Gnocchi alla Sorrentina

Thu, 08/10/2017 - 12:37
Difficult Level
Cooking Time
1 hour to prepare gnocchi + 20 minutes to cook tomato sauce + 5-10 minutes to blanch and bake the gnocchi

Need a weekend cooking project? Not fussed about breaking a sweat and turning on the oven like many Italians are during their relentlessly hot summers? Then why not try your hand at making gnocchi alla sorrentina, a dish from Campania's Sorrento coast? Made with potato gnocchi, tomato sauce, basil, mozzarella and grated parmesan, this oven-baked primo is sure to impress anyone you've invited over for dinner.

In his late 19th century cookbook, Science in the Kitchen and the Art of Eating Well, Pellegrino Artusi shared an anecdote about a woman's gnocchi which 'disappeared' after being put to boil. His lesson was to use enough flour so the gnocchi hold together. Most experienced Italian homecooks know well however that minimal flour and a bit of technique are key to achieving light, pillowy dumplings.

So, a bit of advice to ensure you succeed. First, source the right potatoes. Seek out older, floury varieties which absorb less water such as russets. Secondly, use potatoes that are similar in size so that the cooking time is uniform for the unpeeled spuds boiling away in your saucepan. Thirdly, after boiling, ensure you drain your potatoes thoroughly. Drain them in your pasta colander and then transfer them back to dry in a hot saucepan for a minute or two, a trick I've learnt over time. Next, start peeling your spuds and passing them through your potato ricer while still hot. Use rubber gloves or insert a fork inside the potatoes to  make this task easier, if you like. Finally, add the indicated amount of flour in gradual, small fistfuls to the riced potato and egg. You may find that not all of it is necessary. Once your ingredients have just come together and you have a smooth dough that no longer sticks to your hands and work surface, you'll know you're ready to start rolling out your gnocchi.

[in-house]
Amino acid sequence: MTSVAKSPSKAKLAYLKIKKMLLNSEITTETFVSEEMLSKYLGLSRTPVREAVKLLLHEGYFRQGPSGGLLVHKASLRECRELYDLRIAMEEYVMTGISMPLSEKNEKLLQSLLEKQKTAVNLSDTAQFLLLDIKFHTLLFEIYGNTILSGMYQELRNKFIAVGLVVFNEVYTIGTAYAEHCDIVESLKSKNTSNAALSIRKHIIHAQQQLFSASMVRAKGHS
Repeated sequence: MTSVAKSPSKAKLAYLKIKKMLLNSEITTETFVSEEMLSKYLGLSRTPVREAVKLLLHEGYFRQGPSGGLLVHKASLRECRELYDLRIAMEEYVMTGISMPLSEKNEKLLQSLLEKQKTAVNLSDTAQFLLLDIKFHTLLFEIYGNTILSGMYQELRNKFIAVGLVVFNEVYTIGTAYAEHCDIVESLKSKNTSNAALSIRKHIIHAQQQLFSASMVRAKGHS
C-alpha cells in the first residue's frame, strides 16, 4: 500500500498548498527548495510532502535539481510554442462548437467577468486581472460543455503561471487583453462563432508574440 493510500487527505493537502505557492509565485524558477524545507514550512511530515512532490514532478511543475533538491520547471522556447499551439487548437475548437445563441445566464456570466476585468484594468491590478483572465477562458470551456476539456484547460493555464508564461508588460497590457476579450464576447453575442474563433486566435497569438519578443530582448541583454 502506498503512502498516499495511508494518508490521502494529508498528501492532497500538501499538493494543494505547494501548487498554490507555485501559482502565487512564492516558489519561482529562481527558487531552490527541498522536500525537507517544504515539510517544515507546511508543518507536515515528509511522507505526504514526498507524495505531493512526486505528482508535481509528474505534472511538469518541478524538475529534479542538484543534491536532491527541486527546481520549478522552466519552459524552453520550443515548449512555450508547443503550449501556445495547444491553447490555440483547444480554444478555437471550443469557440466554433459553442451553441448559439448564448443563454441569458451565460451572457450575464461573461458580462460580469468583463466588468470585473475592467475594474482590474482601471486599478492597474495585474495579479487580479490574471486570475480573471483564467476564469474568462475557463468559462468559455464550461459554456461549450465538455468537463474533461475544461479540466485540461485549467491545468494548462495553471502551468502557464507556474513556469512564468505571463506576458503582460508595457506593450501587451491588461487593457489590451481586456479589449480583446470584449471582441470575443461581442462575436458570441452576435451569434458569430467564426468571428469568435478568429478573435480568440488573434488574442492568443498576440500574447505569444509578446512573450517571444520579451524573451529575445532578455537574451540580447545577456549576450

Another important note, this time regarding utensils. If you're serious about gnocchi-making, I highly recommend getting a potato ricer. If you don't have one of these on hand, a food mill or a fork can be used to mash your potatoes instead. As for creating their characteristic righe or ridges, a grooved wooden gnocchi board is the most commonly used tool for doing this. Rolling your gnocchi along the back of a fork works well too.


Ingredients (serves 6 as a starter)


can of whole peeled plum tomatoes crushed by hand
500 g tomatoes (fresh or canned)
olive oil
40 mL
garlic cloves
a clove of garlic, peeled
5 g (1 tsp)
10 leaves, torn
1 kg floury potatoes
all purpose flour
300 g, plus extra for dusting
1, lightly beaten
10 g (2 tsp)
150 g, drained and cubed
100 g, grated
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Pass tomatoes through a food mill until obtaining a smooth puree. Gently heat a saucepan with 40 mL of olive and the clove of garlic. As the garlic begins to colour, add the pureed tomato mixture, 200mL of water, salt and 5 of the torn basil leaves. Leave to simmer on low to medium heat, uncovered for 20 minutes. Cover and set aside for the final assembly.

In the meantime, prepare the gnocchi by rinsing the potatoes of all dirt. Place in a large thick-bottomed saucepan, whole and unpeeled, and bring to boil. Allow to cook until tender (you should be able to easily pierce a fork through them). Drain in a pasta colander, put the emptied saucepan back on low heat until its bottom is dry, add the potatoes and leave them to dry for a couple of minutes.  Peel the potatoes while they are still hot, discard their skins and pass them though a potato ricer. Spread the riced potato on a clean wooden board, allowing any remaining steam to escape. Transfer to a large bowl, add the beaten egg and salt and begin incorporating the flour, bit by bit. You may not need all the flour indicated. Gently bring the ingredients  together until the dough is smooth and no longer sticks to your hands and your mixing bowl.

Remove a large fistful of dough from your ball and roll it out into a 1.5cm thick log on a clean, wooden work surface. Cut the log into pieces about 1.5 cm in length. Roll the gnocchi along a gnocchi board or gently press them on the back of a fork) to make their ridges. Lay gnocchi on a well-dusted tray or tea-towel and repeat above procedure until all the dough has been used.

Bring a large saucepan of water to boil, add salt and gently place the gnocchi in the boiling water. As they bob to the surface, remove with a slotted spoon, drain of any excess water and transfer them to a lightly oiled baking dish. Add the tomato sauce  and remaining basil leaves, tossing carefully to coat the gnocchi all over. Sprinkle the grated parmesan and top with the cubed pieces of mozzarella.

Place in an oven preheated to 240 to 250 º C for 5 – 10 minutes or until the mozzarella has melted and the corners are bubbling with hot tomato sauce. Serve immediately.